Everyone’s patience has limits — but as a professional, you should never reach them.
In 1325, the rival Northern Italian cities of Bologna and Modena went to war over a stolen bucket. Following years of building tension and skirmishes going back generations, the wooden bucket was pilfered one night by some cheekily enthusiastic Modenese soldiers from the well in the centre of Bologna. It was the final straw for the humiliated and outraged Bolognese who, understandably, demanded its return. When no bucket was forthcoming from the Modenese, a state of war was declared between the two armies which eventually resulted in more than 2000 casualties.
Everyone has a limit, past which enough is simply enough. You could be the most relaxed, easy–going, unassertive Buddhist, but everyone has a cutoff point. What’s your bucket moment? What about if you do a demo and the production team ask you to revise and re–tweak it? What if they ask you to revise it again? And again? What if you are on the 18th version of the same track? Is that enough?
With all composing jobs, the only power you ever really have is the power to say ‘no’. But when, if ever, should you exercise that right? Unlike so many people in TV careers, the composer can take on multiple projects at once, and as such, we don’t really ever feel like we have much choice in where we go. Saying yes to everything is pretty much the path to success — but sometimes you just have to put your foot down, right?
Some jobs just start badly and go downhill from there. Often it can be because the people above you in the food chain (producers, directors, execs) are either inexperienced, or not able to articulate what it is they want from you. Also, it’s vitally important to keep in mind that to people who don’t make it, music is one of the dark arts. Everyone has an opinion about music, but only a few people understand the mechanics of actually making and adapting music to a professional standard.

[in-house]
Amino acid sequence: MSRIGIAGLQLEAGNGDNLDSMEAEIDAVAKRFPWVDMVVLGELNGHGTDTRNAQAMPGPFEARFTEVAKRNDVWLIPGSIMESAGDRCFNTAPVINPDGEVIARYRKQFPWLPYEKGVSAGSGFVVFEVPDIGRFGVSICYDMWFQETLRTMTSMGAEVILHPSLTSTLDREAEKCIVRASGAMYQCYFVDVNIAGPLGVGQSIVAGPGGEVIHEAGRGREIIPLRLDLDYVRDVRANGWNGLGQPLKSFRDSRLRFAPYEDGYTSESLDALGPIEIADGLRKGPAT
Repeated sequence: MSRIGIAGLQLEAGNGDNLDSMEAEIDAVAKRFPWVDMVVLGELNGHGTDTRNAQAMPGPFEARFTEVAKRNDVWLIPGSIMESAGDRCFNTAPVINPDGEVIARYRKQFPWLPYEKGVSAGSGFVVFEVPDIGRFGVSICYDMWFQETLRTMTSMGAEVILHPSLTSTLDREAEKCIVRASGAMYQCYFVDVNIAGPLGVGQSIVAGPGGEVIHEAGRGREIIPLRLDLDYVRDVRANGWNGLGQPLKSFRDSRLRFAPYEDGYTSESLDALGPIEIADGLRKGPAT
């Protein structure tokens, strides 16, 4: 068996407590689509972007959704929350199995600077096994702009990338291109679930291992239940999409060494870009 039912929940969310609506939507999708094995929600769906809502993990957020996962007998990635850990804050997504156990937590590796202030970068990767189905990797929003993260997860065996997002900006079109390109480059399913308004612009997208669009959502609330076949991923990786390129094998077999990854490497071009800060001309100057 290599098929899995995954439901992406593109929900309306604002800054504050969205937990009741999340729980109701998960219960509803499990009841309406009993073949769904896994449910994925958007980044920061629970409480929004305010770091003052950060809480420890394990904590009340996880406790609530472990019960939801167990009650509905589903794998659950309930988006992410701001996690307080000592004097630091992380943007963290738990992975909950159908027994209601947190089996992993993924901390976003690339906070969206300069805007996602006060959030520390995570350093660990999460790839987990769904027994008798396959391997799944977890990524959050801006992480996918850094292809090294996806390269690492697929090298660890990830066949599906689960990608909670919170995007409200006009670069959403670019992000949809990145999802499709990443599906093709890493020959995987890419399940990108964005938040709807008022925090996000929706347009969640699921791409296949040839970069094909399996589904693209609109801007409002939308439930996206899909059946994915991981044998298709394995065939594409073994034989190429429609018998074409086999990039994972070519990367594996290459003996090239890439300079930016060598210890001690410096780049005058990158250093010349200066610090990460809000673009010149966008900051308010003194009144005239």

Think about it: we all know that adding a load of different–style drum loops to a fixed–tempo piece of music created in a DAW is easy. But we also know that doing multiple tempo changes in the same environment using recorded audio is near impossible. We know that adding a soaring orchestral string section line to a song is a piece of cake, but pulling off a convincing and characterful solo violin line is (and for my money will always be) almost entirely beyond the reach of technology. Making it faster is simple. Changing a note in a sampled brass riff isn’t.
And not one of the people who will ever commission music from you will know any of this, nor should they be expected to. They are too busy working 14 hours a day trying to make a TV programme, and most of their time will be taken up arguing with health and safety assessors about the audience capacity of a theatre, or how much budget they have left for the camera crew catering, or the graphics department being behind schedule, or the artiste’s dressing rooms not being big enough. Trust me, it’s an unimaginably thankless task, made even harder by the fact that the people above them will be throwing way more contradictory instructions at them than they are at you. And if you want to make them love you, all you have to do is stick with it. Never give up. Be the most easy–going, helpful and patient cog in their massive, expensive machine. They want it different? You do it different. They want it the same again, then change their mind? No problem. They have no idea what they want ? You work with them to help them decide.
Producing anything in the media is a military operation, and your clients want professional, calm foot–soldiers they can trust and rely on. Never give up. Never walk away. Enough is never enough. Even if it’s ‘Demo K version 76’ or a stolen wooden bucket.